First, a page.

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Our ambitions turned from bread and shirts to ownership and highways."I want to make one more point from the BLS survey I consulted, "100 Years of U. Take a look at these two graphs (Y-axis is in dollars).They compare the retail price of flour, steak, eggs, and milk to the hourly wage of a typical middle class job (I picked manufacturing) since the turn of the 20th century.But the details of this squeeze elude the color-wheel above. Even higher ed is a necessity for today's middle class. Today, we spend more than half of our money on housing and transportation.We are paying for health care with taxes, borrowing, and compensation that goes to health benefits, rather than wages. Historical context shouldn't cheapen middle class suffering. Our ambitions turned from bread and shirts to ownership and highways.As a result, middle class wages zoom ahead of food prices, and the cost of feeding ourselves falls and falls in real terms.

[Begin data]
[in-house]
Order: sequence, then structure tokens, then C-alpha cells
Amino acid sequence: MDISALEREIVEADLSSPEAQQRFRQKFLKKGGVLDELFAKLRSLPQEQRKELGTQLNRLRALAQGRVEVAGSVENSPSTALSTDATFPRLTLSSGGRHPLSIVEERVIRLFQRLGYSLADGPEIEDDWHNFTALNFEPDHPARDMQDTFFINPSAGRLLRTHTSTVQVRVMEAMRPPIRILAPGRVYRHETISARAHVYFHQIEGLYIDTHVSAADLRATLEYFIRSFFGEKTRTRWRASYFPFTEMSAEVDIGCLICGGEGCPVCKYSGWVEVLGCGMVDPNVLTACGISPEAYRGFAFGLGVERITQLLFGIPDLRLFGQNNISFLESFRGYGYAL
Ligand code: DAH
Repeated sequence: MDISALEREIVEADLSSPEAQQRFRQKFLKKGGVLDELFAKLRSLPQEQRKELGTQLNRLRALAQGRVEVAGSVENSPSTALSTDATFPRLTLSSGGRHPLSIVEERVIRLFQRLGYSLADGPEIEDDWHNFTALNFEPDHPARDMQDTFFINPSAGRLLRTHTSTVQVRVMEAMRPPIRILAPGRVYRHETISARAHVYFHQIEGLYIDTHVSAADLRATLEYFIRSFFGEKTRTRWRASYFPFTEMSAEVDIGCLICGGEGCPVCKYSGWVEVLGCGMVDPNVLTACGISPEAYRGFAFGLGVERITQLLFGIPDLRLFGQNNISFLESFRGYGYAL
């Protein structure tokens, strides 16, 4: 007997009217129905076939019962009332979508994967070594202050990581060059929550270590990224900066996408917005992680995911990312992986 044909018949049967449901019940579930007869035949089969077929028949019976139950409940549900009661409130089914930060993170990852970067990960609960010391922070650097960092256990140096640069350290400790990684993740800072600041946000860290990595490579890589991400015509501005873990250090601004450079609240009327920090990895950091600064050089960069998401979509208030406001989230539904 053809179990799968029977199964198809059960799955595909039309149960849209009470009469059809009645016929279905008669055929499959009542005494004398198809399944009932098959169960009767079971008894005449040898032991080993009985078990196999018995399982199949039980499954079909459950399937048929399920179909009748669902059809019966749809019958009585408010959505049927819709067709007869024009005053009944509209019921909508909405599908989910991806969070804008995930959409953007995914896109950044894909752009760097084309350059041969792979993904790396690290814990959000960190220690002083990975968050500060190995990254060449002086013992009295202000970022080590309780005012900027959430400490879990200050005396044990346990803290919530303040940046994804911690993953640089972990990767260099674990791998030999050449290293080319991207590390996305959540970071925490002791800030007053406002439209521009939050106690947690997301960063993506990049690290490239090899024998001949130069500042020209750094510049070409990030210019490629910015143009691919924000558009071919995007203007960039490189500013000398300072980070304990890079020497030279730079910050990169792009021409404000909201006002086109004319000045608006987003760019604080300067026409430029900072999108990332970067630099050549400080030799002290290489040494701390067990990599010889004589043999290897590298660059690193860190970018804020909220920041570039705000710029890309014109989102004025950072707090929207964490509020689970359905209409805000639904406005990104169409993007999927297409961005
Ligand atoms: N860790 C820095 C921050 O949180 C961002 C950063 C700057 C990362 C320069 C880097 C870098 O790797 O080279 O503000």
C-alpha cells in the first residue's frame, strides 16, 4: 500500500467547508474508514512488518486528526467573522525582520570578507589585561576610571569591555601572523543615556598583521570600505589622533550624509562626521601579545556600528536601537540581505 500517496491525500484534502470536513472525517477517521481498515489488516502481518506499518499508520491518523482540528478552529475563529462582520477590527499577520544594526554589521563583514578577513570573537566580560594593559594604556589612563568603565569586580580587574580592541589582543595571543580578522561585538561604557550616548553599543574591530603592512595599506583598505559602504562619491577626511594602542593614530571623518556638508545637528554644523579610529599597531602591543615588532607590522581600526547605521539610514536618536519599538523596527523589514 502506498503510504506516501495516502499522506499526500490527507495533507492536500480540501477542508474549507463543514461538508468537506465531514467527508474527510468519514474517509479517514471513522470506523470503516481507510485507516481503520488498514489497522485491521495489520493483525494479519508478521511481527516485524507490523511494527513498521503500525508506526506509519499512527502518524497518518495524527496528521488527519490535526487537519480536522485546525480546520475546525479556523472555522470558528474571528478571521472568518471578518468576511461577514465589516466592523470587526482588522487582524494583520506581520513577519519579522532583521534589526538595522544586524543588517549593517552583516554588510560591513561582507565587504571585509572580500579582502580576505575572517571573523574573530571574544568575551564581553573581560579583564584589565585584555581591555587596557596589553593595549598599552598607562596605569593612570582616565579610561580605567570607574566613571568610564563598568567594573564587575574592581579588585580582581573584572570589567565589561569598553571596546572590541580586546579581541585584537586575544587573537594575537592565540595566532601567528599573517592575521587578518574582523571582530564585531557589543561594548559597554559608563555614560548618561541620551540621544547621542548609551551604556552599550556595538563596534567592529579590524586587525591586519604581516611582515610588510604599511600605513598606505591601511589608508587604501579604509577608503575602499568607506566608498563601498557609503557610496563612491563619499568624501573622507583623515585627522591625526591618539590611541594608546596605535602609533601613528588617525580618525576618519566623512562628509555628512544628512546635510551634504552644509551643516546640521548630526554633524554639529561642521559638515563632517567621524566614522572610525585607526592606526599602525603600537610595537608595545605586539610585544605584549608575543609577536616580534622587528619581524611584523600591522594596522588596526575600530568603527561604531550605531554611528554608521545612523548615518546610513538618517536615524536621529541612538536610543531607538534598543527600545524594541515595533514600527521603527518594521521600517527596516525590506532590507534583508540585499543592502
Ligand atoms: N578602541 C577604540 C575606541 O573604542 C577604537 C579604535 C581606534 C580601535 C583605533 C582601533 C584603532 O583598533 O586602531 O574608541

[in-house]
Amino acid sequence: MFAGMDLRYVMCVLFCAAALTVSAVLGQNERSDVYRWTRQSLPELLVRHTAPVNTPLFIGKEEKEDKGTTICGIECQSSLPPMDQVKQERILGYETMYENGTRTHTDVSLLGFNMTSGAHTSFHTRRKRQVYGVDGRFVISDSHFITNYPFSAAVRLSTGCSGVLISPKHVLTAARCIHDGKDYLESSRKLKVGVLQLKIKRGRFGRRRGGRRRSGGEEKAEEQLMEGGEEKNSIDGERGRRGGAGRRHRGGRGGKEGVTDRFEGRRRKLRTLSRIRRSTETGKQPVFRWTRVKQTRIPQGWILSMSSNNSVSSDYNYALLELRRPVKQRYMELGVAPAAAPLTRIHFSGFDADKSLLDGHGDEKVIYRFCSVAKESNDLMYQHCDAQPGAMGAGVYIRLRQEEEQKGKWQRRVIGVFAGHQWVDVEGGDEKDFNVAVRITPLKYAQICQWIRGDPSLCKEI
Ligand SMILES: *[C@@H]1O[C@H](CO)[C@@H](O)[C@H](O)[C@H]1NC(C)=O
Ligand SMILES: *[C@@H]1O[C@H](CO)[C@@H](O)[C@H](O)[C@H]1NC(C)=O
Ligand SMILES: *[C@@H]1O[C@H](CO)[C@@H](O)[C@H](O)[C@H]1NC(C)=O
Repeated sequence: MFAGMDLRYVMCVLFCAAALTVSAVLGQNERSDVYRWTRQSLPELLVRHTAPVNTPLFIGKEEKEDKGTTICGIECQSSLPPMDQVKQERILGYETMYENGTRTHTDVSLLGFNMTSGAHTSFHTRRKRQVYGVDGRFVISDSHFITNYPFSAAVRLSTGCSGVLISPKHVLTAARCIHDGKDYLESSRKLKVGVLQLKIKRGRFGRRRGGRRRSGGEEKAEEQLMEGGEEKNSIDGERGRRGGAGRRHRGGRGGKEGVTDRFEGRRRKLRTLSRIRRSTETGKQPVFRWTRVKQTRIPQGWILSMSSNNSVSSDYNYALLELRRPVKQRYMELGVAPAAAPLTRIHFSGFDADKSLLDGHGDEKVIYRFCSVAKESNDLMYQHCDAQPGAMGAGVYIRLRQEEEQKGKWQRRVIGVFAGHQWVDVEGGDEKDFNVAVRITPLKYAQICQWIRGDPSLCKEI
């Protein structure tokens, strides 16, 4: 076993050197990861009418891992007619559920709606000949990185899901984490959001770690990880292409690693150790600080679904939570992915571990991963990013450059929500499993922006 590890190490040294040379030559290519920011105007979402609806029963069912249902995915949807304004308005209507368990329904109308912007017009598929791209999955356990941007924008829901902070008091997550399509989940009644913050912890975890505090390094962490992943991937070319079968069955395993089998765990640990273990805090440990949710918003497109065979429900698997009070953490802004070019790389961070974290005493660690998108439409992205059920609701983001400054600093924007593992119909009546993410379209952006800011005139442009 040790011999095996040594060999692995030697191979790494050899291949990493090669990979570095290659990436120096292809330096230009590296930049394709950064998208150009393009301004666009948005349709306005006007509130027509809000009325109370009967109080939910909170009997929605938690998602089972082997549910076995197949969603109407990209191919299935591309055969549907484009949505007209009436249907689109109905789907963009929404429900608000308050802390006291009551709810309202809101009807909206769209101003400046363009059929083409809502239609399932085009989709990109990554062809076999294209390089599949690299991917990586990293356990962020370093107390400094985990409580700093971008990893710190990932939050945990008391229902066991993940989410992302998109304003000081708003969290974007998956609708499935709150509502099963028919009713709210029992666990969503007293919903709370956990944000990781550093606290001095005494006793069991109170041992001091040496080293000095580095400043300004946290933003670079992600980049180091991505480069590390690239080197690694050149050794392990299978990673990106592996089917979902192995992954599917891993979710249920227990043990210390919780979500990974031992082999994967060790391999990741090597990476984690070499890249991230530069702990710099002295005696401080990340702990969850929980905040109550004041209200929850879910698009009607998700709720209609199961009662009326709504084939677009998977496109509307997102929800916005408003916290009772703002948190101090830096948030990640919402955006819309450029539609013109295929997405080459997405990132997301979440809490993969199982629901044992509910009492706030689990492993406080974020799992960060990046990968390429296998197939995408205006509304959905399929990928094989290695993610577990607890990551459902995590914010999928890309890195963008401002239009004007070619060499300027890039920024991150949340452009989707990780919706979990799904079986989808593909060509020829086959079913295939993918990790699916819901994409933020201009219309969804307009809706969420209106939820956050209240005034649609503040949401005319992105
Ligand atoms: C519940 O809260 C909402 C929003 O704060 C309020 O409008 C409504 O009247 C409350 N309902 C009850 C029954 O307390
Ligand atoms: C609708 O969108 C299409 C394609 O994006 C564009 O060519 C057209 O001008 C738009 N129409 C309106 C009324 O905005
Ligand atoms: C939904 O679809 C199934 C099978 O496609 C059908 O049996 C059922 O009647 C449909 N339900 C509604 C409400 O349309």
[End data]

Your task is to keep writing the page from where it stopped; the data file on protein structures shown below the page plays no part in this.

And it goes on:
Here's the big picture in one chart showing the share of family spending per category over the 20th century. We are near the end of the Millennium, but in the "warp and woof of life," we are living closer to the 1600s than the 2000s, as Brad De Long memorably put it. As for the women's rights movement: More than twice as many households report income from children (22%) than wives (9%). At the same time, food has gotten much cheaper compared to wages, and its share of the family budget has declined from 43% to 30%.In 1900, the Bureau of Labor Statistics counted three categories as necessities: housing, food, and apparel. We are all subtle victims of the expectations that 100 years of wealth have bought.The Atlantic's Money Report -- a look at the history of U. work and spending -- wraps up this week, sadly, but there are a few cool nuggets I want to share before we're back to our regularly scheduled programming around here. The agriculture sector is a marvel of economic efficiency.(The female labor participation rate is still below 20%.) Factory wages have grown by seven-fold since 1901, and they've nearly tripled since the Great Depression. was the making-stuff capital of the world, and our dominance probably felt indefinite. In the last 50 years, food and apparel's share of family has fallen from 42% to 17% (and remember, we were near 60% in 1900) as we've found cheaper ways to eat and clothe ourselves.Textile manufacturing has never been higher and will never be higher. Apparel manufacturing would grow through the 1970s before collapsing in the last third of the decade. It's become fashionable to consider the 1950s a golden age in American economics. Food production got more efficient, and we offshored the making of clothes to other countries with cheaper labor.